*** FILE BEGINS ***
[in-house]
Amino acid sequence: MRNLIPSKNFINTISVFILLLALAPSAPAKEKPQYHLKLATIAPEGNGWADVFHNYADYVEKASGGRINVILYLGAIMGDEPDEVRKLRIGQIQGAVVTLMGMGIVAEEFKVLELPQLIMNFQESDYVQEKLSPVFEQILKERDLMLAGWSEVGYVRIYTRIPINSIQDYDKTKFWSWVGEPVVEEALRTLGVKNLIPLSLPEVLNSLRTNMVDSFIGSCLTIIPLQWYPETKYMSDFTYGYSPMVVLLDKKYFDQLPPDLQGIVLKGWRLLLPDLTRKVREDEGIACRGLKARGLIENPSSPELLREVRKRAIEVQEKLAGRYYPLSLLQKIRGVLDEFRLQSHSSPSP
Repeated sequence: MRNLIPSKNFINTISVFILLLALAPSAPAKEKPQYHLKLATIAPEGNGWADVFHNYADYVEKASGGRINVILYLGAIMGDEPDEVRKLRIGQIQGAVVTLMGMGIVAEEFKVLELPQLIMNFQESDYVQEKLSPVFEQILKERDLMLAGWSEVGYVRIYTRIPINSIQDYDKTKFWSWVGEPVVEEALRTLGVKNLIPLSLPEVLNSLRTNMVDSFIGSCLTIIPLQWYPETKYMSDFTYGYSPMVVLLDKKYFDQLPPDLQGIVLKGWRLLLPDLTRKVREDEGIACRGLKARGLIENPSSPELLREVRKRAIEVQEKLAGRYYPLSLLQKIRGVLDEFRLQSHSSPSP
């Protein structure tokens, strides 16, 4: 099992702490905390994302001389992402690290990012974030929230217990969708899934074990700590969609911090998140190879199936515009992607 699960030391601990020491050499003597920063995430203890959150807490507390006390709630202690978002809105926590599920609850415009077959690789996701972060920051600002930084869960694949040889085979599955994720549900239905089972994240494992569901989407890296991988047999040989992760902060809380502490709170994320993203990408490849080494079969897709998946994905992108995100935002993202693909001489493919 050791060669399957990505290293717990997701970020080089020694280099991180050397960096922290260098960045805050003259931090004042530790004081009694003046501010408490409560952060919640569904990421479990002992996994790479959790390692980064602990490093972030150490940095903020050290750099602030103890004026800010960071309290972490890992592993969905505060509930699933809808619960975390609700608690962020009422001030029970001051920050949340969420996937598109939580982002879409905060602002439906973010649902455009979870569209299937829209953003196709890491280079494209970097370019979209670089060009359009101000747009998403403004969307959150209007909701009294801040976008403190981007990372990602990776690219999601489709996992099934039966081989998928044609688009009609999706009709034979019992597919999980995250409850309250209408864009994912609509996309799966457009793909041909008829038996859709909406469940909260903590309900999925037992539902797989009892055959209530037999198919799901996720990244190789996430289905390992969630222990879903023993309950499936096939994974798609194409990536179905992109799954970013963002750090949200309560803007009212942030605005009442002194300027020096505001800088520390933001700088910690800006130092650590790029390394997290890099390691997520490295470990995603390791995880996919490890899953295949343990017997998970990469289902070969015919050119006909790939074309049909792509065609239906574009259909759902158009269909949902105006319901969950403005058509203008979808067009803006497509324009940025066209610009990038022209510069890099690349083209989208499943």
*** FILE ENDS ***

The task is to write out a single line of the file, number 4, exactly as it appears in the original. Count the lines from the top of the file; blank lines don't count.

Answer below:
């Protein structure tokens, strides 16, 4: 099992702490905390994302001389992402690290990012974030929230217990969708899934074990700590969609911090998140190879199936515009992607 699960030391601990020491050499003597920063995430203890959150807490507390006390709630202690978002809105926590599920609850415009077959690789996701972060920051600002930084869960694949040889085979599955994720549900239905089972994240494992569901989407890296991988047999040989992760902060809380502490709170994320993203990408490849080494079969897709998946994905992108995100935002993202693909001489493919 050791060669399957990505290293717990997701970020080089020694280099991180050397960096922290260098960045805050003259931090004042530790004081009694003046501010408490409560952060919640569904990421479990002992996994790479959790390692980064602990490093972030150490940095903020050290750099602030103890004026800010960071309290972490890992592993969905505060509930699933809808619960975390609700608690962020009422001030029970001051920050949340969420996937598109939580982002879409905060602002439906973010649902455009979870569209299937829209953003196709890491280079494209970097370019979209670089060009359009101000747009998403403004969307959150209007909701009294801040976008403190981007990372990602990776690219999601489709996992099934039966081989998928044609688009009609999706009709034979019992597919999980995250409850309250209408864009994912609509996309799966457009793909041909008829038996859709909406469940909260903590309900999925037992539902797989009892055959209530037999198919799901996720990244190789996430289905390992969630222990879903023993309950499936096939994974798609194409990536179905992109799954970013963002750090949200309560803007009212942030605005009442002194300027020096505001800088520390933001700088910690800006130092650590790029390394997290890099390691997520490295470990995603390791995880996919490890899953295949343990017997998970990469289902070969015919050119006909790939074309049909792509065609239906574009259909759902158009269909949902105006319901969950403005058509203008979808067009803006497509324009940025066209610009990038022209510069890099690349083209989208499943």